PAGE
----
Ireland is a financial basket case. Yet only a few short years ago they were the envy of Europe. Ireland was dubbed the ‘Celtic Tiger’. Strong economic growth had much of Europe caught in awe and envy. Ireland enjoyed budget surpluses. The good times were projected to continue indefinitely.
In late November they received a bailout: An EU lifeline to protect them from creditors who increasingly viewed them as a default risk.
It’s a marvelous tale of riches-to-rags. I would never suggest that we will follow in their footsteps, as many of the excesses seen in their boom times make us look like prudes. Nevertheless, we would be remiss to gloss over their story without gleaning the relevant applications to our current Canadian economy…particularly their over-reliance on real estate, consumer spending, and debt to generate economic growth. I examined this in an earlier post:
Now we see that Vanity Fair has written a fantastic (and lengthy) article on the Irish real estate experience….hat tip to NDG for the link:
There are too many good quotes to recap in one post without rehashing the bulk of the article. But I will re-post a few that caught the attention of some of our readers who posted them in the comment section of another post. As you read them, consider our current situation in Canada. The parallels will jump off the page at you:
“…And they were all saying the same thing: ‘We’re going to have a soft landing’.”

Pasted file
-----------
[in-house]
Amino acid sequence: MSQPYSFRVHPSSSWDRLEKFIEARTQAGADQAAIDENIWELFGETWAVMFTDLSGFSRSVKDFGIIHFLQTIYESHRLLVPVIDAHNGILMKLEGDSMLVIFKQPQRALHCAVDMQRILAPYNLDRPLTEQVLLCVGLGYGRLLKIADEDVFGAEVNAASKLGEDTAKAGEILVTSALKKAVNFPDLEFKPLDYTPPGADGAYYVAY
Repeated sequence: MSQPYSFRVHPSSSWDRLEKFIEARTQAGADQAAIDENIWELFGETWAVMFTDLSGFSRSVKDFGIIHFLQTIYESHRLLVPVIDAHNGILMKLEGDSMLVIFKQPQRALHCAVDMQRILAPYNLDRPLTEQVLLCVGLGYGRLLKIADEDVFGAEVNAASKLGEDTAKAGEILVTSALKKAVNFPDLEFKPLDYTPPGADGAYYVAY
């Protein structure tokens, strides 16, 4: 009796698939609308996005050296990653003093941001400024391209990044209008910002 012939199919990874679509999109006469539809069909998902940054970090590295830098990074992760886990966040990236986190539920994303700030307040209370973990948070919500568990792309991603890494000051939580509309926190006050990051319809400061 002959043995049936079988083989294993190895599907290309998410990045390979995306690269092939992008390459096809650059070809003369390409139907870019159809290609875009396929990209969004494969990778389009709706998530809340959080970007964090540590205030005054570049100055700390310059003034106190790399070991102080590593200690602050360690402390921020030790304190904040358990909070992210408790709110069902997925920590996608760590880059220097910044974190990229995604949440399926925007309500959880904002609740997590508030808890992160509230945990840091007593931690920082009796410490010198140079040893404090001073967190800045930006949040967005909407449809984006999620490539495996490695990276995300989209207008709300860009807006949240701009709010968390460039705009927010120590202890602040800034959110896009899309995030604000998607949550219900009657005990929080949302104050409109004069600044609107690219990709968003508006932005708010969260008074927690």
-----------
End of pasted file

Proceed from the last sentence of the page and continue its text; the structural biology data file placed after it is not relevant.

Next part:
“The statement struck him as absurd: real-estate bubbles never end with soft landings. A bubble is inflated by nothing firmer than expectations. The moment people cease to believe that house prices will rise forever, they will notice what a terrible long-term investment real estate has become and flee the market, and the market will crash. It was in the nature of real-estate booms to end with crashes—just as it was perhaps in Morgan Kelly’s nature to assume that, if his former students were cast on Irish TV as financial experts, something was amiss.”
“The comparisons that sprung to Morgan Kelly’s mind were with the housing bubbles in the Netherlands in the 1970s and Finland in the 1980s, but it almost didn’t matter which examples he picked: the mere idea that Ireland was not sui generis was the panic-making thought. “There is an iron law of house prices,” he wrote. “The more house prices rise relative to income and rents, the more they subsequently fall.”
“There’s no such thing as a non-recourse home mortgage in Ireland. The guy who pays too much for his house is not allowed to simply hand the keys to the bank and walk away. He’s on the hook, personally, for whatever he borrowed. Across Ireland, people are unable to extract themselves from their houses or their bank loans. Irish people will tell you that, because of their sad history of dispossession, owning a home is not just a way to avoid paying rent but a mark of freedom. In their rush to freedom, the Irish built their own prisons. And their leaders helped them to do it.”
I’d encourage everyone to read the VF article as well as my previous post on the Irish experience. History may not repeat itself, but it certainly rhymes. We’ve witnessed numerous countries succumb to the excesses of consumer indebtedness and misallocation of capital into the ponzi-dynamic that has become the housing market in most Western countries. How far down that path we’ve already traveled may be up for debate, but the end destination is well mapped.